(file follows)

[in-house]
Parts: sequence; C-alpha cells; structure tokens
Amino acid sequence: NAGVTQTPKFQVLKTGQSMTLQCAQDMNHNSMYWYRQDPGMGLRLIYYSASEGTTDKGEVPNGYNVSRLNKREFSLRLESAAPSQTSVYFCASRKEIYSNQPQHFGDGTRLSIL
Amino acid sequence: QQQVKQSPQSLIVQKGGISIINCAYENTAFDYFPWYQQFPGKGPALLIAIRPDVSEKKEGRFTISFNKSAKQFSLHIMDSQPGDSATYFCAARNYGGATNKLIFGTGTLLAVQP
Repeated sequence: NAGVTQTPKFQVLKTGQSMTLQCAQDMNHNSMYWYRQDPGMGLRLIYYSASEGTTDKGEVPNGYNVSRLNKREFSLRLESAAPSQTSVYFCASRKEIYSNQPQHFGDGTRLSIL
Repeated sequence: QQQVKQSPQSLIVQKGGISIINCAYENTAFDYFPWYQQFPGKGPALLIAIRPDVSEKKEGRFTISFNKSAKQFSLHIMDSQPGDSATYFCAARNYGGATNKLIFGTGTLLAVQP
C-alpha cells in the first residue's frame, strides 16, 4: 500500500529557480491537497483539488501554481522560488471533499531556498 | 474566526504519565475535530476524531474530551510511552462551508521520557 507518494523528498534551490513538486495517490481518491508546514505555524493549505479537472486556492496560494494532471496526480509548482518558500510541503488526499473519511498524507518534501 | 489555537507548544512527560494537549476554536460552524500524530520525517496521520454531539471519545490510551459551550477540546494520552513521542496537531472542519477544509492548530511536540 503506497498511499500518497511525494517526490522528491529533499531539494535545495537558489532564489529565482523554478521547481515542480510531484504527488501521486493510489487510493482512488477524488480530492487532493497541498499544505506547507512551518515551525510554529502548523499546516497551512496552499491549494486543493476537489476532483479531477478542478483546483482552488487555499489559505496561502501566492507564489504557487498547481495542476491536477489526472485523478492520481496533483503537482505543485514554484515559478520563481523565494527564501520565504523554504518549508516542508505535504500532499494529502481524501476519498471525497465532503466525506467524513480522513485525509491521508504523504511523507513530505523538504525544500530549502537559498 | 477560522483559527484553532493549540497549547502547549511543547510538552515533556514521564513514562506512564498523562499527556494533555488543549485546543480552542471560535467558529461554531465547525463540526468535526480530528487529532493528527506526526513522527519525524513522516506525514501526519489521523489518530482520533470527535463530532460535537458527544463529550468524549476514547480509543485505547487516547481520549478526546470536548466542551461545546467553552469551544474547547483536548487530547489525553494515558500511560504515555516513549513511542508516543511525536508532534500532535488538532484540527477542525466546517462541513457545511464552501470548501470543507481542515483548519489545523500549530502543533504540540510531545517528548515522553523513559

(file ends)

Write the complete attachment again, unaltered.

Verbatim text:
[in-house]
Parts: sequence; C-alpha cells; structure tokens
Amino acid sequence: NAGVTQTPKFQVLKTGQSMTLQCAQDMNHNSMYWYRQDPGMGLRLIYYSASEGTTDKGEVPNGYNVSRLNKREFSLRLESAAPSQTSVYFCASRKEIYSNQPQHFGDGTRLSIL
Amino acid sequence: QQQVKQSPQSLIVQKGGISIINCAYENTAFDYFPWYQQFPGKGPALLIAIRPDVSEKKEGRFTISFNKSAKQFSLHIMDSQPGDSATYFCAARNYGGATNKLIFGTGTLLAVQP
Repeated sequence: NAGVTQTPKFQVLKTGQSMTLQCAQDMNHNSMYWYRQDPGMGLRLIYYSASEGTTDKGEVPNGYNVSRLNKREFSLRLESAAPSQTSVYFCASRKEIYSNQPQHFGDGTRLSIL
Repeated sequence: QQQVKQSPQSLIVQKGGISIINCAYENTAFDYFPWYQQFPGKGPALLIAIRPDVSEKKEGRFTISFNKSAKQFSLHIMDSQPGDSATYFCAARNYGGATNKLIFGTGTLLAVQP
C-alpha cells in the first residue's frame, strides 16, 4: 500500500529557480491537497483539488501554481522560488471533499531556498 | 474566526504519565475535530476524531474530551510511552462551508521520557 507518494523528498534551490513538486495517490481518491508546514505555524493549505479537472486556492496560494494532471496526480509548482518558500510541503488526499473519511498524507518534501 | 489555537507548544512527560494537549476554536460552524500524530520525517496521520454531539471519545490510551459551550477540546494520552513521542496537531472542519477544509492548530511536540 503506497498511499500518497511525494517526490522528491529533499531539494535545495537558489532564489529565482523554478521547481515542480510531484504527488501521486493510489487510493482512488477524488480530492487532493497541498499544505506547507512551518515551525510554529502548523499546516497551512496552499491549494486543493476537489476532483479531477478542478483546483482552488487555499489559505496561502501566492507564489504557487498547481495542476491536477489526472485523478492520481496533483503537482505543485514554484515559478520563481523565494527564501520565504523554504518549508516542508505535504500532499494529502481524501476519498471525497465532503466525506467524513480522513485525509491521508504523504511523507513530505523538504525544500530549502537559498 | 477560522483559527484553532493549540497549547502547549511543547510538552515533556514521564513514562506512564498523562499527556494533555488543549485546543480552542471560535467558529461554531465547525463540526468535526480530528487529532493528527506526526513522527519525524513522516506525514501526519489521523489518530482520533470527535463530532460535537458527544463529550468524549476514547480509543485505547487516547481520549478526546470536548466542551461545546467553552469551544474547547483536548487530547489525553494515558500511560504515555516513549513511542508516543511525536508532534500532535488538532484540527477542525466546517462541513457545511464552501470548501470543507481542515483548519489545523500549530502543533504540540510531545517528548515522553523513559